For those who actually have been reading my blog, yes, the Mazda was fixed finally. In my first post How I Decided on a Fit, and even when I picked up my Fit, the Mazda was not starting. I had hoped to trade the non-running Mazda in to lower my purchase cost, but my Honda dealer was only able to offer me $100 for the car. So I thought it was worth it if I fixed it first and then sold it privately. I would most likely get more than $100 on the difference between the selling price and what it costs me to get it fixed. However, I sure am glad I haven't sold the Mazda yet, since I'm getting good use out of it during the snow storm.

November 28, 2006

Chrome Inner Door Handles

Fellow member Chikubi posted these JDM chrome inner door handles. It's these little things that make a big difference to whether the car feels like a econo-box or a well packaged little machine. Almost makes me want to bother my friends who are honeymooning in Japan right now to bring me a set. =P

Parts numbers are:
LH: 72160-SAA-J01ZA
RH: 72120-SAA-J01ZA

You'd need two of each for all four doors. According to Chikubi, they are around 1400 yen, or around $12USD each.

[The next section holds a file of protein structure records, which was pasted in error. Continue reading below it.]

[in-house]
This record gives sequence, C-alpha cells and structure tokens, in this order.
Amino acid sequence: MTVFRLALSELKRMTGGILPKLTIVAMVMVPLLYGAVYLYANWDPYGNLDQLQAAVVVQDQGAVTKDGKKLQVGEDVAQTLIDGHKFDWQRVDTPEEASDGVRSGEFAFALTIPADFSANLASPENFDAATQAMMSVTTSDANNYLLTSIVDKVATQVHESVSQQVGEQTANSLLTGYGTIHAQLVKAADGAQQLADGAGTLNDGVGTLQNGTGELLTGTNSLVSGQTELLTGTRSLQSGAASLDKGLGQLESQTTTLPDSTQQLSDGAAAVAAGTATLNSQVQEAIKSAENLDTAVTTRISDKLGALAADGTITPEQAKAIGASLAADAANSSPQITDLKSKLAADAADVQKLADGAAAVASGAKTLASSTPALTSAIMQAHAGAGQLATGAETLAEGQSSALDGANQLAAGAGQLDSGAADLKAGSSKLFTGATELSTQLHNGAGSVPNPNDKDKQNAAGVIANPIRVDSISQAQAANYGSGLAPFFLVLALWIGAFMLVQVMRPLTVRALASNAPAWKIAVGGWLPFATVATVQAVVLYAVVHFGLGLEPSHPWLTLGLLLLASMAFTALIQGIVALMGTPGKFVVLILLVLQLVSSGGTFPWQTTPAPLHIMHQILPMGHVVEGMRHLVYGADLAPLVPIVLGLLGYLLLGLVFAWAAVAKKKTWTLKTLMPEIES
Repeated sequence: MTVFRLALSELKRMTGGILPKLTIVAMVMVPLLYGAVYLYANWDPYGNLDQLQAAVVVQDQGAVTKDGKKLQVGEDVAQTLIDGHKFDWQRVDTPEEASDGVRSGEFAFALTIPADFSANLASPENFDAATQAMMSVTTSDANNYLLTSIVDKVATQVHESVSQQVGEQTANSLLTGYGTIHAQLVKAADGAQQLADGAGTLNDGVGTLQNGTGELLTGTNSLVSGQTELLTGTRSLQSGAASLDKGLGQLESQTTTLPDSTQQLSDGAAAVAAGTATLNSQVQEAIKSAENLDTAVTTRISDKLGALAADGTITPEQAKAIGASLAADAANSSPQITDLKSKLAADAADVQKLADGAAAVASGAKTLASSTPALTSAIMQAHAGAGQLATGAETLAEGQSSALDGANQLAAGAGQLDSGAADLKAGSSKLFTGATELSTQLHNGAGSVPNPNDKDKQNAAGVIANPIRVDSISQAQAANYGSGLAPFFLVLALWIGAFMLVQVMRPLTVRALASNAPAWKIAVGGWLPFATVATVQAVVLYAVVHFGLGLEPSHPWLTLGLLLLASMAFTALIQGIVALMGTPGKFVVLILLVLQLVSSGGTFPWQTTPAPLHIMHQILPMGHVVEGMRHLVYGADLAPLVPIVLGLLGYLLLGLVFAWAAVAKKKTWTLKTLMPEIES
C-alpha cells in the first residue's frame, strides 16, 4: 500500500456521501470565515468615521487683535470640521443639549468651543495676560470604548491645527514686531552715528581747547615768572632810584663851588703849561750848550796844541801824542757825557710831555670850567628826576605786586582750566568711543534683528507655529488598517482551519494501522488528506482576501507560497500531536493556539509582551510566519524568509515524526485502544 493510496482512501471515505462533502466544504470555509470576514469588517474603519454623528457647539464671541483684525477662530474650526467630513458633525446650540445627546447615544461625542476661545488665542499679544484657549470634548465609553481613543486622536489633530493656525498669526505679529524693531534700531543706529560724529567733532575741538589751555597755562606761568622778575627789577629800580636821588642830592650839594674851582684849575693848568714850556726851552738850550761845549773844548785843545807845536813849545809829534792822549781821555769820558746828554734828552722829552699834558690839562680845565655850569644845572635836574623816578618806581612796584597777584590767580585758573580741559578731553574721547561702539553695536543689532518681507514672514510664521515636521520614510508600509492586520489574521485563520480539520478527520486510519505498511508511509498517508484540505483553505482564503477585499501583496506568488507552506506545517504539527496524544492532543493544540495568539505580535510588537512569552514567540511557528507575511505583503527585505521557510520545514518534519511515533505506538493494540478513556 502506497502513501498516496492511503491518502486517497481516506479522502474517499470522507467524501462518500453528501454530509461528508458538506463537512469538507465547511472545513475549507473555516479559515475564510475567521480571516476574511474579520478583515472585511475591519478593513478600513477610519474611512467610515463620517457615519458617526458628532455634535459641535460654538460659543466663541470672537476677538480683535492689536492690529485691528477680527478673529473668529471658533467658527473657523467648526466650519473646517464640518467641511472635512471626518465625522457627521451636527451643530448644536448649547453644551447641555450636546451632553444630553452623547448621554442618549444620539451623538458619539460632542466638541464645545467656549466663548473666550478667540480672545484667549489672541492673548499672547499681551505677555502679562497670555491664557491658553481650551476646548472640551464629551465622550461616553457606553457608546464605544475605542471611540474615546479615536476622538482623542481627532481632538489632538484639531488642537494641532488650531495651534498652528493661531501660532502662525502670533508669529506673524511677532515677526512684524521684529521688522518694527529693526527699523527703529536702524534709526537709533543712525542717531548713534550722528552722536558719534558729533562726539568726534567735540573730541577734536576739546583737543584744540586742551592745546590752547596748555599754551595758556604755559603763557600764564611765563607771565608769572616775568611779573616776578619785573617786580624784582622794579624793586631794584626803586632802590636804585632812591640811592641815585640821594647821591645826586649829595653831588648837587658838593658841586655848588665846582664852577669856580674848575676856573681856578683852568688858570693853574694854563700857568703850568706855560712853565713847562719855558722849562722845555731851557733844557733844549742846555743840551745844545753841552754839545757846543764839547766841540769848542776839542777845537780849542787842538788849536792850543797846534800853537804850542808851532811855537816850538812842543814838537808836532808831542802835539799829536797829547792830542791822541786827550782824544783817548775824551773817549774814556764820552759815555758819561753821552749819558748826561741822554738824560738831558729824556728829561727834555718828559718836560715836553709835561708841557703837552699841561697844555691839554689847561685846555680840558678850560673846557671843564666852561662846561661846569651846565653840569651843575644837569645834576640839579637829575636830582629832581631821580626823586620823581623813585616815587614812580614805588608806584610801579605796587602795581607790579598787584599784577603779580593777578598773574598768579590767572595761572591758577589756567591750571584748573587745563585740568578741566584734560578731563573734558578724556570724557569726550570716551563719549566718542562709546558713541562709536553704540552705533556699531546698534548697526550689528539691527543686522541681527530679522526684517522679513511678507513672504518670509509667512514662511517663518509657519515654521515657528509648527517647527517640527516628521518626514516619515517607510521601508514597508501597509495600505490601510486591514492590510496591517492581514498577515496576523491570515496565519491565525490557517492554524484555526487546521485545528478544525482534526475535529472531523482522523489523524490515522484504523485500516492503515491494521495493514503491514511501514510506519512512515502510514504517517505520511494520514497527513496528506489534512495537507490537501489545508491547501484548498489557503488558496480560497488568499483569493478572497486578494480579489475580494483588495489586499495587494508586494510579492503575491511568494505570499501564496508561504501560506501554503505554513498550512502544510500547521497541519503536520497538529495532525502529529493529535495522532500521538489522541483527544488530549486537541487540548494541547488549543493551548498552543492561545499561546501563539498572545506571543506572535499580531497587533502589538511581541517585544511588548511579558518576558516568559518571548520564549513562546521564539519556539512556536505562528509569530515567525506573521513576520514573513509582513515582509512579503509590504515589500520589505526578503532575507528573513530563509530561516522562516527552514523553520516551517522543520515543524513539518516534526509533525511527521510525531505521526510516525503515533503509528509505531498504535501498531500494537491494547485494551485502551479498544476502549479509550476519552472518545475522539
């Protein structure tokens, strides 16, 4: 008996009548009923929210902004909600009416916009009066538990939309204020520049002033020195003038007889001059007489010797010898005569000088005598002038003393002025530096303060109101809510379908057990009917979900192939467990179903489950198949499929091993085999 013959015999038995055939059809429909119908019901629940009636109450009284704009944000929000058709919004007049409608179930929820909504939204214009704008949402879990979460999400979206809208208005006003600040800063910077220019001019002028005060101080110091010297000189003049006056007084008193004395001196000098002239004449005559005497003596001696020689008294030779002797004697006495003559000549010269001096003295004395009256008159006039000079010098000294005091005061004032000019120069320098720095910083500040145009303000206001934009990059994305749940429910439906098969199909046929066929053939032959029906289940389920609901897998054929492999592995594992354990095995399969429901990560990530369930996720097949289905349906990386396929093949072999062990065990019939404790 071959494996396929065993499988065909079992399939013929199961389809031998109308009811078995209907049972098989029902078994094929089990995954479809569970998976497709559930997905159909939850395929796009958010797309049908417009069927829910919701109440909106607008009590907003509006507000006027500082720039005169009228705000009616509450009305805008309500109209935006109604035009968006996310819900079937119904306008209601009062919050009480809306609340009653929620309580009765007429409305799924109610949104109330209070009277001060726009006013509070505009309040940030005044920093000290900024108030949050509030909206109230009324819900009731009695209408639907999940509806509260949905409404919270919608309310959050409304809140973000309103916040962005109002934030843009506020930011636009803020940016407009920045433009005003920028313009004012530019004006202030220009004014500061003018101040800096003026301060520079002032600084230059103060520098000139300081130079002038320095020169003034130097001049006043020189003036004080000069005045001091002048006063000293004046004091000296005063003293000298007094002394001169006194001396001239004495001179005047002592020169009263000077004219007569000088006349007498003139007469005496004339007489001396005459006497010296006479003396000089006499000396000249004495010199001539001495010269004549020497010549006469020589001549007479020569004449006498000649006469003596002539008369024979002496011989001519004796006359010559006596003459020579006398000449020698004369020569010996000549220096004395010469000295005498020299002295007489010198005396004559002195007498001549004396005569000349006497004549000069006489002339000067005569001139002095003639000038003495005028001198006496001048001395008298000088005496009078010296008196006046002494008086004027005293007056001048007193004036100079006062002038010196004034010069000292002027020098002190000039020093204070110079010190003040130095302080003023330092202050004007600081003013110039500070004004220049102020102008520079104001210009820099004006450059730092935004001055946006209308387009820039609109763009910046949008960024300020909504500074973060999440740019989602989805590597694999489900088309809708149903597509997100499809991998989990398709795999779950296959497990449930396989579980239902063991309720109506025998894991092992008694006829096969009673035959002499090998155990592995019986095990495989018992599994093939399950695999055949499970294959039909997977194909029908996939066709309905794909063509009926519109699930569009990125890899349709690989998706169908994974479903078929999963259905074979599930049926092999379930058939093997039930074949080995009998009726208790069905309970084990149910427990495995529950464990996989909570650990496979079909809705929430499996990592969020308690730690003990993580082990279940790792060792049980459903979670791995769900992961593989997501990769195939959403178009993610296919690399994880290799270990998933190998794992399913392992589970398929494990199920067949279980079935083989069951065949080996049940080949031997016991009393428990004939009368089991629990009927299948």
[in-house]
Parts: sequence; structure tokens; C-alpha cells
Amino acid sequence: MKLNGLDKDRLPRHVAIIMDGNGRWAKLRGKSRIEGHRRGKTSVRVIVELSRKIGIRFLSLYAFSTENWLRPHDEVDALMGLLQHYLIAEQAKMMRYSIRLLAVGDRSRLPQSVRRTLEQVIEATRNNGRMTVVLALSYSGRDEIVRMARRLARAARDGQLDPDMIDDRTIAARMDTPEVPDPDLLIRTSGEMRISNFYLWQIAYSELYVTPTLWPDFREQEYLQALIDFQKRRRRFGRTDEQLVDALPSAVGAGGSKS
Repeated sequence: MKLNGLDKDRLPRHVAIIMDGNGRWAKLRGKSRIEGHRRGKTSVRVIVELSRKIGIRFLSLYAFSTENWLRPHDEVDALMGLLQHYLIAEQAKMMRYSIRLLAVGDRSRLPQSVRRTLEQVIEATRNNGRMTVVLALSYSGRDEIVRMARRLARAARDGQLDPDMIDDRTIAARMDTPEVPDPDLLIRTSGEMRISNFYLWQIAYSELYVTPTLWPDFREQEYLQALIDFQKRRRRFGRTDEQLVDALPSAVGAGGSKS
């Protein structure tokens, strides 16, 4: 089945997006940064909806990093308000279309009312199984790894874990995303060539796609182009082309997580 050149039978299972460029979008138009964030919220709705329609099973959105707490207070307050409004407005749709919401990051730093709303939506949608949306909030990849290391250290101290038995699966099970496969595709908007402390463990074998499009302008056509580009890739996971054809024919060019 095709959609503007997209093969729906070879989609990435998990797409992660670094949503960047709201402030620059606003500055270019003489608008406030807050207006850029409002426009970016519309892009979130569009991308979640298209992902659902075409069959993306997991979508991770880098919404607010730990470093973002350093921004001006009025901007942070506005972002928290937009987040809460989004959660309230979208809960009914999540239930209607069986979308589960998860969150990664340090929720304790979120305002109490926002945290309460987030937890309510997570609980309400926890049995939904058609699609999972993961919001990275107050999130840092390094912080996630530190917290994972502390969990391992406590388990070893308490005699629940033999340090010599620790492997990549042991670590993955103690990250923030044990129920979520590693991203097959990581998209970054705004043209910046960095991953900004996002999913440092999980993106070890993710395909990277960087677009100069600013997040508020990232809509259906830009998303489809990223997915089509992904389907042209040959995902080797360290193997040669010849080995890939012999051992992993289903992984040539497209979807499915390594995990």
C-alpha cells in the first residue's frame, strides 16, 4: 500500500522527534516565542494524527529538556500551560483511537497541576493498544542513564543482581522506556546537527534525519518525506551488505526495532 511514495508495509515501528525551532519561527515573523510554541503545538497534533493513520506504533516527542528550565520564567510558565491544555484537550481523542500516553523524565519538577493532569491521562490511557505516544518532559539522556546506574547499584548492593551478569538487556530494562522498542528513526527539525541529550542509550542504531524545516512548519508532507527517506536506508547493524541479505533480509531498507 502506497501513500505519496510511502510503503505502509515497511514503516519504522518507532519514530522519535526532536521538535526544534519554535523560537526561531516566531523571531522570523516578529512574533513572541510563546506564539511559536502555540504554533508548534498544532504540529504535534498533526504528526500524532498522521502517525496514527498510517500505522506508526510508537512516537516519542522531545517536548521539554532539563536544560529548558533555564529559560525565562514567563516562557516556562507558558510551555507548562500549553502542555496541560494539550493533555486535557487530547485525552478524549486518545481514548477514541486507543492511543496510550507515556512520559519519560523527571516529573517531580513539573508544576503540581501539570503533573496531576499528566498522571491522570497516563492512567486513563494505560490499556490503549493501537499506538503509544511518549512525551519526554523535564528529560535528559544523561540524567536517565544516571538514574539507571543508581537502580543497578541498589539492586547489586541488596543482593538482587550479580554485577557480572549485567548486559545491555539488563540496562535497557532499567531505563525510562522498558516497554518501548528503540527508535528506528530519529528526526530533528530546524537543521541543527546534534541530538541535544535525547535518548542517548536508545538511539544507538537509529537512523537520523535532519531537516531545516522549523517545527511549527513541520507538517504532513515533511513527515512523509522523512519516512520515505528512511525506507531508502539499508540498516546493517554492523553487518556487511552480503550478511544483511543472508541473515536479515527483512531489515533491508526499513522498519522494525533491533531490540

November 20, 2006

The Fit Gets Even Smaller

Remember this from about a year ago? Making real cars into Micro-Machine looking things using Photoshop. I never really looked into how to make them, but I recently stumbled onto a very easy to follow tutorial. So I made one from a generic side photo of an Alabaster Silver Metallic LX, and ventured onto doing a 3/4 shot of my wife's dream car, a Jaguar XJR. After trying it, I realize it is actually much more simple than I had imagined. Basically you do the following:
  1. Find a photo of your desired car, preferrably a side shot
  2. Use the Polygonal Lasso tool around the front wheel, getting the wheel arch and shadow, then copy and paste it to a new layer
  3. Do the same with the rear wheel, creating another new layer
  4. Go back to the original photo layer, then go to Edit, Free Transform, and narrow the photo to desired size
  5. Move the layers of full sized wheels to approximately where you wat them on the shrunken car
  6. Use Edit, Transform, Distort to twist the full size wheel layers if needed
  7. Use the erase tool at around 50% opaque around the full size wheels to blend the wheels into the shrunken background car